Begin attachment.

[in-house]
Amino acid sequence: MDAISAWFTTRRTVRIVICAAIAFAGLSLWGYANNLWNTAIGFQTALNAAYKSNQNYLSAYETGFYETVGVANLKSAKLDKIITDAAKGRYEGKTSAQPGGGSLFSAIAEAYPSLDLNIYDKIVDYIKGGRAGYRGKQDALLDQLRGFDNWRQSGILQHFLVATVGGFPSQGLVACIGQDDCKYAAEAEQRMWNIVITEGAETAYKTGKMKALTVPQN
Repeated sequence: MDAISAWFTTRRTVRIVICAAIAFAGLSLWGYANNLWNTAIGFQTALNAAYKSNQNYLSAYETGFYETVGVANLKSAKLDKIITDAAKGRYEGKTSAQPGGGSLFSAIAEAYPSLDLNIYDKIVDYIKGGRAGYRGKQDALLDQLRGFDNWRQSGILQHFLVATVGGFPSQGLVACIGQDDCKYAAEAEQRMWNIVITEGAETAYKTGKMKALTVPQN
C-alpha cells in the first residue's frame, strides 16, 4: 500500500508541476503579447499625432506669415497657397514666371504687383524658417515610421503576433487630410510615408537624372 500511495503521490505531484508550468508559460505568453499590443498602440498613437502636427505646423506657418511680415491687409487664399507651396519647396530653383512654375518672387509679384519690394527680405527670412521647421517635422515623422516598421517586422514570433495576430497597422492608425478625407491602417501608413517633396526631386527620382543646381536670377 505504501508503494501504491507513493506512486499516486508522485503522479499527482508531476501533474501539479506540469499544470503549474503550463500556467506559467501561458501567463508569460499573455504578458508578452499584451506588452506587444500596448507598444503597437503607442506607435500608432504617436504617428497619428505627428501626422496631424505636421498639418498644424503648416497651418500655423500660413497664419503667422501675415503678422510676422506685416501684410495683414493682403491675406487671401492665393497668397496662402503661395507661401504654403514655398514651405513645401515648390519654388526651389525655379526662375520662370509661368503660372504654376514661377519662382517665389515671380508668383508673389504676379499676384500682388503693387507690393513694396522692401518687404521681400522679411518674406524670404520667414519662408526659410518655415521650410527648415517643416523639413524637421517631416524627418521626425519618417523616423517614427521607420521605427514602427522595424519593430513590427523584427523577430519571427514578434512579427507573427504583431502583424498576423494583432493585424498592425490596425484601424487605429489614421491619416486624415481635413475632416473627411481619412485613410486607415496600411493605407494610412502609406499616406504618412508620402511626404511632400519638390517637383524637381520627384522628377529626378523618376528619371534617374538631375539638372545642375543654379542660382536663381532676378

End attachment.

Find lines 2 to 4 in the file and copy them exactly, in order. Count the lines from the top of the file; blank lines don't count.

Amino acid sequence: MDAISAWFTTRRTVRIVICAAIAFAGLSLWGYANNLWNTAIGFQTALNAAYKSNQNYLSAYETGFYETVGVANLKSAKLDKIITDAAKGRYEGKTSAQPGGGSLFSAIAEAYPSLDLNIYDKIVDYIKGGRAGYRGKQDALLDQLRGFDNWRQSGILQHFLVATVGGFPSQGLVACIGQDDCKYAAEAEQRMWNIVITEGAETAYKTGKMKALTVPQN
Repeated sequence: MDAISAWFTTRRTVRIVICAAIAFAGLSLWGYANNLWNTAIGFQTALNAAYKSNQNYLSAYETGFYETVGVANLKSAKLDKIITDAAKGRYEGKTSAQPGGGSLFSAIAEAYPSLDLNIYDKIVDYIKGGRAGYRGKQDALLDQLRGFDNWRQSGILQHFLVATVGGFPSQGLVACIGQDDCKYAAEAEQRMWNIVITEGAETAYKTGKMKALTVPQN
C-alpha cells in the first residue's frame, strides 16, 4: 500500500508541476503579447499625432506669415497657397514666371504687383524658417515610421503576433487630410510615408537624372 500511495503521490505531484508550468508559460505568453499590443498602440498613437502636427505646423506657418511680415491687409487664399507651396519647396530653383512654375518672387509679384519690394527680405527670412521647421517635422515623422516598421517586422514570433495576430497597422492608425478625407491602417501608413517633396526631386527620382543646381536670377 505504501508503494501504491507513493506512486499516486508522485503522479499527482508531476501533474501539479506540469499544470503549474503550463500556467506559467501561458501567463508569460499573455504578458508578452499584451506588452506587444500596448507598444503597437503607442506607435500608432504617436504617428497619428505627428501626422496631424505636421498639418498644424503648416497651418500655423500660413497664419503667422501675415503678422510676422506685416501684410495683414493682403491675406487671401492665393497668397496662402503661395507661401504654403514655398514651405513645401515648390519654388526651389525655379526662375520662370509661368503660372504654376514661377519662382517665389515671380508668383508673389504676379499676384500682388503693387507690393513694396522692401518687404521681400522679411518674406524670404520667414519662408526659410518655415521650410527648415517643416523639413524637421517631416524627418521626425519618417523616423517614427521607420521605427514602427522595424519593430513590427523584427523577430519571427514578434512579427507573427504583431502583424498576423494583432493585424498592425490596425484601424487605429489614421491619416486624415481635413475632416473627411481619412485613410486607415496600411493605407494610412502609406499616406504618412508620402511626404511632400519638390517637383524637381520627384522628377529626378523618376528619371534617374538631375539638372545642375543654379542660382536663381532676378